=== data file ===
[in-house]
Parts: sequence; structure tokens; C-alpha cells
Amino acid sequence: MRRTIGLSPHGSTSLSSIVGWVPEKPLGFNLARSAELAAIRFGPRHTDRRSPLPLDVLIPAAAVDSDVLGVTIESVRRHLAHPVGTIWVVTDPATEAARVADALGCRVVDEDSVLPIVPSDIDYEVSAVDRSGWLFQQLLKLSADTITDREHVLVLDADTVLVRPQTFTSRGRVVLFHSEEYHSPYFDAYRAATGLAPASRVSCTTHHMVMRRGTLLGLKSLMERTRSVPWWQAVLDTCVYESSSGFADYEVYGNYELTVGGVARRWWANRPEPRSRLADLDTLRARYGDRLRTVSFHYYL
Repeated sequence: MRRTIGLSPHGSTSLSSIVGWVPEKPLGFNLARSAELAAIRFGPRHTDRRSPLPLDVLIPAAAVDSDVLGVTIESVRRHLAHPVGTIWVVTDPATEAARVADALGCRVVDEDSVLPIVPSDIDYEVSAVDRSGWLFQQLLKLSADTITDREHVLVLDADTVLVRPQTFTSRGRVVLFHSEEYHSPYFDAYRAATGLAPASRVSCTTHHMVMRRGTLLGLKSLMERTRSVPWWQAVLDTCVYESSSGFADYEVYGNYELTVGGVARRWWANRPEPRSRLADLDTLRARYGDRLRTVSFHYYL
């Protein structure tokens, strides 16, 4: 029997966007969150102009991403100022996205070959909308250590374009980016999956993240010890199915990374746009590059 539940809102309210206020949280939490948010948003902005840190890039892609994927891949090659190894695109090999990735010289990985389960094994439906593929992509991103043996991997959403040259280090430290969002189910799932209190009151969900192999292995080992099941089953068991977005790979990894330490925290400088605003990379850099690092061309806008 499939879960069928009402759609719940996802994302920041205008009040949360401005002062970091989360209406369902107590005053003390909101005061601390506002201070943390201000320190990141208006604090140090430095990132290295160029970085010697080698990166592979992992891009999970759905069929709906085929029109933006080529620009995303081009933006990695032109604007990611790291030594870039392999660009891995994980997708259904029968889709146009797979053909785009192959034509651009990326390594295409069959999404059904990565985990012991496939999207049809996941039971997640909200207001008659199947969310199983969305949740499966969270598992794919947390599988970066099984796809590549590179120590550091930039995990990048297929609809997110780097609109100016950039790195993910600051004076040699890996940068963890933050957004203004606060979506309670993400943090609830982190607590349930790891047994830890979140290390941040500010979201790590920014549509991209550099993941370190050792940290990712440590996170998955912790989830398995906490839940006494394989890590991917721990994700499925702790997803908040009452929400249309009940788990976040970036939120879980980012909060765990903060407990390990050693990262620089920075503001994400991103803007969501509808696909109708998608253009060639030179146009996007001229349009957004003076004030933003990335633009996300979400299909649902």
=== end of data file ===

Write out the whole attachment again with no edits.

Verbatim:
[in-house]
Parts: sequence; structure tokens; C-alpha cells
Amino acid sequence: MRRTIGLSPHGSTSLSSIVGWVPEKPLGFNLARSAELAAIRFGPRHTDRRSPLPLDVLIPAAAVDSDVLGVTIESVRRHLAHPVGTIWVVTDPATEAARVADALGCRVVDEDSVLPIVPSDIDYEVSAVDRSGWLFQQLLKLSADTITDREHVLVLDADTVLVRPQTFTSRGRVVLFHSEEYHSPYFDAYRAATGLAPASRVSCTTHHMVMRRGTLLGLKSLMERTRSVPWWQAVLDTCVYESSSGFADYEVYGNYELTVGGVARRWWANRPEPRSRLADLDTLRARYGDRLRTVSFHYYL
Repeated sequence: MRRTIGLSPHGSTSLSSIVGWVPEKPLGFNLARSAELAAIRFGPRHTDRRSPLPLDVLIPAAAVDSDVLGVTIESVRRHLAHPVGTIWVVTDPATEAARVADALGCRVVDEDSVLPIVPSDIDYEVSAVDRSGWLFQQLLKLSADTITDREHVLVLDADTVLVRPQTFTSRGRVVLFHSEEYHSPYFDAYRAATGLAPASRVSCTTHHMVMRRGTLLGLKSLMERTRSVPWWQAVLDTCVYESSSGFADYEVYGNYELTVGGVARRWWANRPEPRSRLADLDTLRARYGDRLRTVSFHYYL
């Protein structure tokens, strides 16, 4: 029997966007969150102009991403100022996205070959909308250590374009980016999956993240010890199915990374746009590059 539940809102309210206020949280939490948010948003902005840190890039892609994927891949090659190894695109090999990735010289990985389960094994439906593929992509991103043996991997959403040259280090430290969002189910799932209190009151969900192999292995080992099941089953068991977005790979990894330490925290400088605003990379850099690092061309806008 499939879960069928009402759609719940996802994302920041205008009040949360401005002062970091989360209406369902107590005053003390909101005061601390506002201070943390201000320190990141208006604090140090430095990132290295160029970085010697080698990166592979992992891009999970759905069929709906085929029109933006080529620009995303081009933006990695032109604007990611790291030594870039392999660009891995994980997708259904029968889709146009797979053909785009192959034509651009990326390594295409069959999404059904990565985990012991496939999207049809996941039971997640909200207001008659199947969310199983969305949740499966969270598992794919947390599988970066099984796809590549590179120590550091930039995990990048297929609809997110780097609109100016950039790195993910600051004076040699890996940068963890933050957004203004606060979506309670993400943090609830982190607590349930790891047994830890979140290390941040500010979201790590920014549509991209550099993941370190050792940290990712440590996170998955912790989830398995906490839940006494394989890590991917721990994700499925702790997803908040009452929400249309009940788990976040970036939120879980980012909060765990903060407990390990050693990262620089920075503001994400991103803007969501509808696909109708998608253009060639030179146009996007001229349009957004003076004030933003990335633009996300979400299909649902």